Stop the cull!

Badgers are an animal that I hold very close to my heart. They are what inspired my connection with the natural world and made me fall in love with watching wildlife and the cull is something that took that experience away from me. It is controversial subject for many but let’s be honest it has been going on for far too long and still to this day, in 2019, this inhumane act still happens and unfortunately it happens on a daily basis, despite scientific facts, protests and the brave people who sabotage the hunts. Over the last few years Natural England added Staffordshire (area 31), my own county, to the cull zones. The cull has spread throughout Staffordshire like wildfire and during 2018, a total number of 3979 Badgers were culled. Culled either by, controlled shooting or cage trapping and one would assume that, controlled shootings, were not so controlled. I would also assume that there is a high possibility more Badgers were culled and not reported… I find it very hard to come to terms with these figures... I don’t see a reason why it should continue, it is not fun and it is most definitely not been effective - just expensive and unnecessary.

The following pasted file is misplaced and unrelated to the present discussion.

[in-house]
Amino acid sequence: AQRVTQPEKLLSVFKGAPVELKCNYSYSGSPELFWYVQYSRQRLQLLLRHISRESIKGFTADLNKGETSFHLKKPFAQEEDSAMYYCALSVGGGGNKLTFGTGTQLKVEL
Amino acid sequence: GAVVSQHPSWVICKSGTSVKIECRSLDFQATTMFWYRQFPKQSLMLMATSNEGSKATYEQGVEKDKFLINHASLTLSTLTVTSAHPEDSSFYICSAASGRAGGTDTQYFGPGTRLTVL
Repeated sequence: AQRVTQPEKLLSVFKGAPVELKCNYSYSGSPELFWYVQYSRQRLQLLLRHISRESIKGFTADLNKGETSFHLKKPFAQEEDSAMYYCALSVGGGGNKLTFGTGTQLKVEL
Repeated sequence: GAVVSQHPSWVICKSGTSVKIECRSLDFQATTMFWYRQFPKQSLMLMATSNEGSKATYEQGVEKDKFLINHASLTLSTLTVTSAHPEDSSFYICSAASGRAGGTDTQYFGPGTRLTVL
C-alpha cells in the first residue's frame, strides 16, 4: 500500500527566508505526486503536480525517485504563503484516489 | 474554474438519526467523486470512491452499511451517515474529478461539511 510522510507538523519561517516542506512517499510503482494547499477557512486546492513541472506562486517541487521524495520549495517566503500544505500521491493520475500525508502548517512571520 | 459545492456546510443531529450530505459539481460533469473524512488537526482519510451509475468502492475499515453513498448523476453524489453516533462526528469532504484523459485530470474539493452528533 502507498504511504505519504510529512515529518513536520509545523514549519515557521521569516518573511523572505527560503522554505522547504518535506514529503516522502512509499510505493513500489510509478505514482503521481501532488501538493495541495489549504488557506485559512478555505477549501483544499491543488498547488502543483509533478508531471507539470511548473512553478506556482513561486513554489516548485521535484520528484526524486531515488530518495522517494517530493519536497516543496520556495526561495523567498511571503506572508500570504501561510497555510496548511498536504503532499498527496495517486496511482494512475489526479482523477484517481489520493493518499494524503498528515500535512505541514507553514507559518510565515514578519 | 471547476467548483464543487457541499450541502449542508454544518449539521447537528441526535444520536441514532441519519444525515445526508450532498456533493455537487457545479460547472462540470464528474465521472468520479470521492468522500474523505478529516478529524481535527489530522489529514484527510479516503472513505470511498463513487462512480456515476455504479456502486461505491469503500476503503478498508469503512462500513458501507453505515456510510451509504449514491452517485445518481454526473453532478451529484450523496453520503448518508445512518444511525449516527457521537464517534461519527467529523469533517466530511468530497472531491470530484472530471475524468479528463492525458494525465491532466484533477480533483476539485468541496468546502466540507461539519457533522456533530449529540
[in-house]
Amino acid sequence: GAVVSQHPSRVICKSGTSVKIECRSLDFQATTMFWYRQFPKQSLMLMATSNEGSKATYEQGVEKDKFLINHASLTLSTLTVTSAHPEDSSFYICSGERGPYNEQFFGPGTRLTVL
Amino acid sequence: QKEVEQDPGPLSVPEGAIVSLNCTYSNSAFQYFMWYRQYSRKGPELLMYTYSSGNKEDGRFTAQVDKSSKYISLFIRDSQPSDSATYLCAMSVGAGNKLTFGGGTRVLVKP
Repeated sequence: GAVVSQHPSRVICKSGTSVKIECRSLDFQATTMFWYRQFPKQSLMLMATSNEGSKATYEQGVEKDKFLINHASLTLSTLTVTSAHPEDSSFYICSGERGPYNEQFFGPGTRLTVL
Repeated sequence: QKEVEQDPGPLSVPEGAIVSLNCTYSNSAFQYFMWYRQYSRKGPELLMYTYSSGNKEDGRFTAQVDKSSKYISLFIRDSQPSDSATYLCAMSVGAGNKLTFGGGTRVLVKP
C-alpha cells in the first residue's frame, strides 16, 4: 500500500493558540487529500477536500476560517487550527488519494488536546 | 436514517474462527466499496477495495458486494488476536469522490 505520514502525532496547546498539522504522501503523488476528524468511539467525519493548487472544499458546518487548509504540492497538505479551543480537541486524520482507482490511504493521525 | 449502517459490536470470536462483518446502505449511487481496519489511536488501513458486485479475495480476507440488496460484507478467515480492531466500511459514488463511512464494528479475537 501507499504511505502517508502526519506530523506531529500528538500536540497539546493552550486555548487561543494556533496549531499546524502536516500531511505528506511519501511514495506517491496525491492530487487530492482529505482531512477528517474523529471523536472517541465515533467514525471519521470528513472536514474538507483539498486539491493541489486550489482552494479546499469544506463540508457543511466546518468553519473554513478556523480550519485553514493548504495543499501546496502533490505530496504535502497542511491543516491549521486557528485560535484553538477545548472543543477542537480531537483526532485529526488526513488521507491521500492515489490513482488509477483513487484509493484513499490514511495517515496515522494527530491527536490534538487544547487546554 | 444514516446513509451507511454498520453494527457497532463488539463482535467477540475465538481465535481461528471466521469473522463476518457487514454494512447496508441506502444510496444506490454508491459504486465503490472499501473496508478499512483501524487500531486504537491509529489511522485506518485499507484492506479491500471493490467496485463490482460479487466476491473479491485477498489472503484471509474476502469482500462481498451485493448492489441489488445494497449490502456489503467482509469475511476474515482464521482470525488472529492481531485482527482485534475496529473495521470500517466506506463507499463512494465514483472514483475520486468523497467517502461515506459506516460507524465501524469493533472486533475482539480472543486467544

I am lucky to spend my summer evenings observing Badgers at local setts and the joy I get from that is something I wish everyone could experience. They are adorable, playful, insightful and just cute - I really love being around them. Getting to know individuals is always a bonus, to see their different personalities and to see who’s more curious than the other and more willing to approach. Seeing their nose point towards the sky as they emerge from the sett to smell the surroundings is a sight that gets my heart beating and something I will always love. The suspense and excitement builds up and then finally no more than 15ft in front of you, you have a family of badgers going about their life. Thinking back to past encounters with the first sett I worked with is where I had the most fun. It was also the first time I had seen cubs and there was one cub that was very curious of me, so curious in fact he would almost always walk right up to me. At first photographing them was a pain as the sett was in a busy country park and most nights people would walk past and obviously I didn’t want to draw attention to the sett. After a while I began staying later at the sett to the point where I was sat in the woodland in total darkness and this way I avoided people. Just like photographing Tawny Owls my camera settings were the same - 300mm, F6.3, ISO 400, 1/250 + flash and to focus I used a small torch light to light the sett. By the time I was able to photograph the cub it had grown up but it was still super cute and photographing it was a pleasure. It was a long-time coming and overdue, but to finally have images of the cub I had watched grow was a good feeling!

What I do wish is that more people watched and appreciated Badgers, then hopefully, they would have more of a voice for better protection against narrow-minded individuals who try to destroy our natural world…